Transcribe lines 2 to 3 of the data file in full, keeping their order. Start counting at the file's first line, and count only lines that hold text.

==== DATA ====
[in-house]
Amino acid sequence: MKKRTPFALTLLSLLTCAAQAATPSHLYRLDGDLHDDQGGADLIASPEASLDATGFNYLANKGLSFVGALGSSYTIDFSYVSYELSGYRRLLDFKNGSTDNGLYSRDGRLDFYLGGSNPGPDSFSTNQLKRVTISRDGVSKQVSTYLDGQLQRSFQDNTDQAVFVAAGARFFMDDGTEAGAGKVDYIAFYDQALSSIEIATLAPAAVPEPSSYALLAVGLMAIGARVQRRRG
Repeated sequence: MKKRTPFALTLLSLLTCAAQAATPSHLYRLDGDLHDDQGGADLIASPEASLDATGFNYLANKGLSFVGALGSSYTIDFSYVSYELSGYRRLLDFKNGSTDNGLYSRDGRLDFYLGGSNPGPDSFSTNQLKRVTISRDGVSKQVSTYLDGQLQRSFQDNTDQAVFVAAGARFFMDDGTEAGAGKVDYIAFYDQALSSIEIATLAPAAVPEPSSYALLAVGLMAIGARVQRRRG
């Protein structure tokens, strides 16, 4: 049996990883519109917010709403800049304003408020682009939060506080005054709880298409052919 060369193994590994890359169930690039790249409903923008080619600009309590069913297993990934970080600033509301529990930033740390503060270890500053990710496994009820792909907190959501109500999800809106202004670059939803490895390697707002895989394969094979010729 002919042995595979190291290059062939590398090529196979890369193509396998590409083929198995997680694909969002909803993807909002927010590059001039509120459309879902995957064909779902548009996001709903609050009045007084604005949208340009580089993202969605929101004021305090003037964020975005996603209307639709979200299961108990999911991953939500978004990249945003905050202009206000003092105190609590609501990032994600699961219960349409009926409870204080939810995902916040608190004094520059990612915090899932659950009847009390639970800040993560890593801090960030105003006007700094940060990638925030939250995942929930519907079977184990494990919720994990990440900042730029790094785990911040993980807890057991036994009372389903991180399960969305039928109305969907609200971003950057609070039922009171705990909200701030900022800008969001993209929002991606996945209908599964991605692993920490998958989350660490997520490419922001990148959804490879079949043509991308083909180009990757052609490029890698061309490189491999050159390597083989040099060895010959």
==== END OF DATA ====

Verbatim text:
Amino acid sequence: MKKRTPFALTLLSLLTCAAQAATPSHLYRLDGDLHDDQGGADLIASPEASLDATGFNYLANKGLSFVGALGSSYTIDFSYVSYELSGYRRLLDFKNGSTDNGLYSRDGRLDFYLGGSNPGPDSFSTNQLKRVTISRDGVSKQVSTYLDGQLQRSFQDNTDQAVFVAAGARFFMDDGTEAGAGKVDYIAFYDQALSSIEIATLAPAAVPEPSSYALLAVGLMAIGARVQRRRG
Repeated sequence: MKKRTPFALTLLSLLTCAAQAATPSHLYRLDGDLHDDQGGADLIASPEASLDATGFNYLANKGLSFVGALGSSYTIDFSYVSYELSGYRRLLDFKNGSTDNGLYSRDGRLDFYLGGSNPGPDSFSTNQLKRVTISRDGVSKQVSTYLDGQLQRSFQDNTDQAVFVAAGARFFMDDGTEAGAGKVDYIAFYDQALSSIEIATLAPAAVPEPSSYALLAVGLMAIGARVQRRRG